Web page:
Mordecai sent word to her, if she let the opportunity to help Israel slip by, she would have to give account for the omission before the heavenly court. (139) To Israel in distress, however, help would come from other quarters. Never had God forsaken His people in time of need. Moreover, he admonished her, that, as the descendant of Saul, it was her duty to make reparation for her ancestor's sin in not having put Agag to death. Had he done as he was bidden, the Jews would not now have to fear the machinations of Haman, the offspring of Agag. He bade her supplicate her Heavenly Father to deal with the present enemies of Israel as He had dealt with his enemies in former ages. To give her encouragement, Mordecai continued: "Is Haman so surpassing great that his plan against the Jews must succeed? Dost though mean to say that he is superior to his own ancestor Amalek, whom God crushed when he precipitated himself upon Israel? Is he mightier than the thirty-one kings who fought against Israel and whom Joshua slew 'with the word of God'? Is he stronger than Sisera, who went out against Israel with nine hundred iron chariots, and yet met his death at the hands of a mere woman, the punishment for having withdrawn the use of the water-springs from the Israelites and prevented their wives from taking the prescribed ritual baths and thus from fulfilling their conjugal duty? Is he more powerful than Goliath, who reviled the warriors of Israel, and was slain by David? Or is he more invincible than the sons of Orpah, who waged wars with Israel, and were killed by David and his men? Therefore, do not refrain thy mouth from prayer, and thy lips from supplication, for on account of the merits of our fathers, Israel has ever and ever been snatched out of the jaws of death. He who has at all times done wonders for Israel, will deliver the enemy into our hands now, for us to do with him as seemeth best to us."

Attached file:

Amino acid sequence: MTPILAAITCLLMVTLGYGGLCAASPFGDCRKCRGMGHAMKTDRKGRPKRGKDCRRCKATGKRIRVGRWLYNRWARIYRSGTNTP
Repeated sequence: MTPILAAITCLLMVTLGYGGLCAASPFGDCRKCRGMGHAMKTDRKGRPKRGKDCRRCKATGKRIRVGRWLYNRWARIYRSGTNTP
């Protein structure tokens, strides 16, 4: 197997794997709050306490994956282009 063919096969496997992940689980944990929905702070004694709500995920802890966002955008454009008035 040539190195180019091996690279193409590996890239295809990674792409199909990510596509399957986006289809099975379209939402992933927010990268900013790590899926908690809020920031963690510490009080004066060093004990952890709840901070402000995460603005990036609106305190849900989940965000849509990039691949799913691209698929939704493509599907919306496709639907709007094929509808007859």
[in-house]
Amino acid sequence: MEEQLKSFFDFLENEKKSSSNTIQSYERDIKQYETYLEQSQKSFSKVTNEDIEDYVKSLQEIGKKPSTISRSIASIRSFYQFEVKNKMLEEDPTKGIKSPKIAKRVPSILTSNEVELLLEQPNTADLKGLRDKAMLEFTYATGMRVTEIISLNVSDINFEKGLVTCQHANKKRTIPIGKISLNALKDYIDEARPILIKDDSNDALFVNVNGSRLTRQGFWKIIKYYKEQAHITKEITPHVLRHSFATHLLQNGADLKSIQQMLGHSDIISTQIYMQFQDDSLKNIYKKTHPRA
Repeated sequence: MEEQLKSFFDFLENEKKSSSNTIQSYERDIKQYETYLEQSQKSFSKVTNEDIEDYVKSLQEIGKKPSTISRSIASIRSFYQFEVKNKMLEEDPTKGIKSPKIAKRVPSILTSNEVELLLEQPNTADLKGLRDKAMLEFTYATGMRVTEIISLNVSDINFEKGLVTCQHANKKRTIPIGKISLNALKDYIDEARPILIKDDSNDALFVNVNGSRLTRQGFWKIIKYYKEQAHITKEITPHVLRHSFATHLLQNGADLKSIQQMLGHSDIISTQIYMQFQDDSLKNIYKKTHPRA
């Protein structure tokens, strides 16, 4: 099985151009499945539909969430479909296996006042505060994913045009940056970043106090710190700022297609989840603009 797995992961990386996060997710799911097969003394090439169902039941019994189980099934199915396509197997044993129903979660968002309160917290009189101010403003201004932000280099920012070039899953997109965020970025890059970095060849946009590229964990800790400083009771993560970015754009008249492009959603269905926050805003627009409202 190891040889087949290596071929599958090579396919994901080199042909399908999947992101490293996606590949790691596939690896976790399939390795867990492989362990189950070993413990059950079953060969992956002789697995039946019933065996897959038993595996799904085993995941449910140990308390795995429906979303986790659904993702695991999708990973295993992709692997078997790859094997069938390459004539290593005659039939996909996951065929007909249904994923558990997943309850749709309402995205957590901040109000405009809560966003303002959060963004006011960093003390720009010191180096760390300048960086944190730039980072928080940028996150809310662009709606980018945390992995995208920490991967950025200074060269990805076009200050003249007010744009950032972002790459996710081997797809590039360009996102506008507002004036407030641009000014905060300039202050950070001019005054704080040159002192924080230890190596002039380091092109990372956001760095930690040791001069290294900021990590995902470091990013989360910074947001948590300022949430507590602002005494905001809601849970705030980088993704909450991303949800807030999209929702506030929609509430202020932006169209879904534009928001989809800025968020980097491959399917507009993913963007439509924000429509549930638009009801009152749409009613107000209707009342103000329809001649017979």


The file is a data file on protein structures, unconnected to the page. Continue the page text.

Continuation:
What he endeavored to impress upon Esther particularly, was that God would bring help to Israel without her intermediation, but it was to her interest to use the opportunity, for which alone she had reached her exalted place, to make up for the transgressions committed by her house, Saul and his descendants. (140)

Yielding at last to the arguments of Mordecai, Esther was prepared to risk life in this world, in order to secure life in the world to come. She made only one request of her uncle. He was to have the Jews spend three days in prayer and fasting in her behalf, that she might find favor in the eyes of the king. At first Mordecai was opposed to the proclamation of a fast, because it was Passover time, and the law prohibits fasting on the holidays. But he finally assented to Esther's reasoning: "Of what avail are the holidays, if there is no Israel to celebrate them, and without Israel, there would not be even a Torah. Therefore it is advisable to transgress on law, that God may have mercy upon us." (141)